After watching the wonderful trailer for the upcoming (sure
to be awards contender) The Soloist, I was shocked to read a number of
complaints, by fanboys and critics alike, damning the trailer due to blatant
awards baiting.  That strikes me as
somewhat odd.  I mean, yes, Joe Wright’s
film looks to contain a pair of exquisite performances and an interesting
(while admittedly unoriginal) story.  And
as far as I can tell, I don’t see why Dreamworks shouldn’t advertise such a

Every year, a whole slew of films are accused of something
referred to as “Oscar baiting”; whether it be a result of the use of music,
actors or the type of storyline.  Bare in
mind, I’m talking strictly in terms of advertising here, not the films
themselves.  With that said, is it right
that the studios be condemned for selling their films the way they see
fit?  I can’t begin to tell you how
annoying it is to hear a number of people state that a film is presented as
being “Oscar baiting”.

Has anyone seen the trailers for Schindler’s List or The
Elephant Man
or The Pianist or Titanic?  These are
wonderful, memorable and powerful films and it frightens me to think what
audiences would think of their trailers if they were released today.  Take The Elephant Man, for example.  In Lynch’s masterpiece (argue all you want, but
it’s a fact), a deformed man is given the opportunity to live a life filled
with dignity and respect in the comfort of a London hospital.  The trailer is simple, direct and displays
the powerful acting by both Anthony Hopkins and John Hurt (even though Hurt
remains largely unseen throughout most of the trailer), complete with swelling
violins and accompanying orchestra.  At
the time, Paramount had no qualms with revealing the fact that they had a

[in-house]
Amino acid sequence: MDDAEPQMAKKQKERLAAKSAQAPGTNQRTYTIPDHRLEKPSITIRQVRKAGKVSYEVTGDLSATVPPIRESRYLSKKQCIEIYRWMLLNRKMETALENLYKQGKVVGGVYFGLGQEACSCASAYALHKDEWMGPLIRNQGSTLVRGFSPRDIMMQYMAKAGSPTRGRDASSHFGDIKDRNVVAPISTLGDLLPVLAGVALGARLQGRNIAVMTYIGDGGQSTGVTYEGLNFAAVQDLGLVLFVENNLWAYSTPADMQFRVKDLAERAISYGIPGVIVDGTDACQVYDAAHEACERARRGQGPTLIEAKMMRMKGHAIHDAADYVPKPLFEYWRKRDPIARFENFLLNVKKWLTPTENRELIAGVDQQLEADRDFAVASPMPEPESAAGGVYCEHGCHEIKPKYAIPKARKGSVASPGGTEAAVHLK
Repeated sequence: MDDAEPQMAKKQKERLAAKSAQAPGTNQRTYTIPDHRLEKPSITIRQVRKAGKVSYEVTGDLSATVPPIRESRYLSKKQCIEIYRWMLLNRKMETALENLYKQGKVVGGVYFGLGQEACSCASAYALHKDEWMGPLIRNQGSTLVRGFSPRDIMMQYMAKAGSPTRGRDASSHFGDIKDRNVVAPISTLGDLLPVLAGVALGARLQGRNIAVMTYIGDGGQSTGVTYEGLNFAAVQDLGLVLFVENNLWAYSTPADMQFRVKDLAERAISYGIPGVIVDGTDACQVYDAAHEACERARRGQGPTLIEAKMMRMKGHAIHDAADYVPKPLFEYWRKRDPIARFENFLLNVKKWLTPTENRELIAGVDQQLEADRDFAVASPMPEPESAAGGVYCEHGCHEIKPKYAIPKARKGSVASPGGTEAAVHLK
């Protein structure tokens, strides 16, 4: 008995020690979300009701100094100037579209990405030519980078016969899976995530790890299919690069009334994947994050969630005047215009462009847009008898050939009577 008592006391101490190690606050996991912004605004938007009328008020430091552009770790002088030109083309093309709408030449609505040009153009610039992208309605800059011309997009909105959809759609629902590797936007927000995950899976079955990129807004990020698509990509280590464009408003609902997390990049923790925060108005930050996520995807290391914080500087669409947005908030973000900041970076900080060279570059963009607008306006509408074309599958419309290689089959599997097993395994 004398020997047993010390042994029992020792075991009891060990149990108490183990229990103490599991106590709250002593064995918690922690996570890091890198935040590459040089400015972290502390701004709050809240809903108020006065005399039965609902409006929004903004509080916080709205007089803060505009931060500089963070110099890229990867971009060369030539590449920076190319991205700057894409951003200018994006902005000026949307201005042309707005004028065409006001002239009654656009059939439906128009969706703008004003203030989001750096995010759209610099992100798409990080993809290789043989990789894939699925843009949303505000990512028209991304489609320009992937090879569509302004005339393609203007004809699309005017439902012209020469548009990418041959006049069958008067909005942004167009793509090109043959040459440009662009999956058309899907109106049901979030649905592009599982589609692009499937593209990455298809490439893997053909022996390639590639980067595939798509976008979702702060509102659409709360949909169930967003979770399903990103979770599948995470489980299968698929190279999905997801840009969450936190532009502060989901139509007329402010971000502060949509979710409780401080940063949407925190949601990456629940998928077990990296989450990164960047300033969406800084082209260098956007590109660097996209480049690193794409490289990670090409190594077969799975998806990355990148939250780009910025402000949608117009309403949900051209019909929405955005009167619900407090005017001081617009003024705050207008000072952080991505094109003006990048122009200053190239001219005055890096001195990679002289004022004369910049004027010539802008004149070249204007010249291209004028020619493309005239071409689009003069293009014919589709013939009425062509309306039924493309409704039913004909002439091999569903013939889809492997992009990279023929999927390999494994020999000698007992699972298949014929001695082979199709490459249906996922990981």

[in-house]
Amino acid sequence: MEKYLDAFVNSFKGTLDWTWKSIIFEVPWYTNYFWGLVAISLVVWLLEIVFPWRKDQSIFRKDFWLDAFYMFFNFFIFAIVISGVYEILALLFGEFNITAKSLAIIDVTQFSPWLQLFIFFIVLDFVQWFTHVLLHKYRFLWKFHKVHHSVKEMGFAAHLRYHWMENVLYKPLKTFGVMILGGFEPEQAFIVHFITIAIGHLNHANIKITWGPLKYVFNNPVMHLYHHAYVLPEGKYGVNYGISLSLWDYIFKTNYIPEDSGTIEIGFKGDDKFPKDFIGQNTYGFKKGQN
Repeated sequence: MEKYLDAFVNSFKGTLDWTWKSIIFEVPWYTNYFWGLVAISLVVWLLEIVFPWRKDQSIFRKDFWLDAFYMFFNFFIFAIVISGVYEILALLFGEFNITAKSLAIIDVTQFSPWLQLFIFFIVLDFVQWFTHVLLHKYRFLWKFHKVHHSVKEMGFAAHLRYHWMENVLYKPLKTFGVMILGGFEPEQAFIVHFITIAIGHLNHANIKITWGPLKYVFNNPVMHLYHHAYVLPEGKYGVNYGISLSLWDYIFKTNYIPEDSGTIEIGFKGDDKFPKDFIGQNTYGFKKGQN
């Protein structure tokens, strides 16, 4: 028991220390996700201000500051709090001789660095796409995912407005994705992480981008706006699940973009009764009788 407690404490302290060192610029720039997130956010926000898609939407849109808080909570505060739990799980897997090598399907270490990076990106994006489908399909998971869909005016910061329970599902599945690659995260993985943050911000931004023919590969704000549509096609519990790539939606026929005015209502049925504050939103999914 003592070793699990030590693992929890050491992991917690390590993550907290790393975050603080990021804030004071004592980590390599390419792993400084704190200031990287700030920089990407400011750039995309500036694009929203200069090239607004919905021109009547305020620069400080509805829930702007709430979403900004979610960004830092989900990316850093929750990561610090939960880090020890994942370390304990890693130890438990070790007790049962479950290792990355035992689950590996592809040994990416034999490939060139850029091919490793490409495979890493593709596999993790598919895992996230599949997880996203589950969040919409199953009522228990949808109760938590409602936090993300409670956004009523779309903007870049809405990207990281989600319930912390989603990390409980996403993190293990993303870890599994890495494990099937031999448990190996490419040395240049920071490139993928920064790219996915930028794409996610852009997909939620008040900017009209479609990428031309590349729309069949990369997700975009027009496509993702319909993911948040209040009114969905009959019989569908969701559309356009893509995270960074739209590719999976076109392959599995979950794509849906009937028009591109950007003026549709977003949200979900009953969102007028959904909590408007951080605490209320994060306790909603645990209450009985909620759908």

potential award winner on their hands and audiences came in droves to see the

I find it incredibly unjust for anyone to judge a film based
solely on whom its key demographic is. 
Look at horror films.  Do people
actually complain about the commonly used tactic of jump in the dark scares
prevalent in a number (though not all) of horror trailers to sell their
films?  How about trailers for biopics or
action, comedy and romance films?  Like
the motion pictures they are advertising, the trailers incorporate a successful
method of promotion, one that requires a very specific execution in order for
it to work.

Over the years, I have gradually come to the horrific
realization that audiences like to judge films based strictly on trailers
alone.  Now, this is a tricky topic,
because trailers are meant to entice audiences; so if it doesn’t look good,
it’s not going to get your eleven bucks. 
I understand that.  But somewhere
along the line, films have been ridiculed over the way in which the trailers
draw the audience in.  Again, I’m talking
about The Soloist.  The talent in front
of and behind the camera has proven itself time and time again, so I’m sure we
will end up with a beautiful story about friendship prevailing over the face of
adversity.  Is the trailer “Oscar
baiting”?  No more than the trailer for Revolutionary Road, Milk or the eventual trailers for festival darlings Slumdog Millionaire and The Wrestler. 
We’re in award season, for crying out loud.  Live with it. 
Looking back, I can’t shake the horrible feeling that the term “Oscar
bait” is a cover for a much more complicated topic of discussion, which is what
I find so beautiful about the cinema. 

We are all entitled to like and dislike whatever we
want.  Maybe I’m asking too much, but
when I get involved in a healthy discussion about films, I would only expect
that the individual I’m talking to has a strong point, whether I agree with
them or not.  “Oscar bait” is a horrible
way in which to cut the discussion dreadfully short.  What’s worse, it’s used in a negative
connotation, in reference to a film that may very well be in the front running
come award season and thus deserves better treatment.

To better prove my point, perhaps I should state that the
(beautiful) trailer for Milk is Oscar baiting; it’s a film about an important
topic with a top notch cast at the peak of their craft.  Think about it.  Sounds weird, doesn’t it?  I guess the only thing left to do is judge
the film on its own merits after watching it. 
What a novel idea.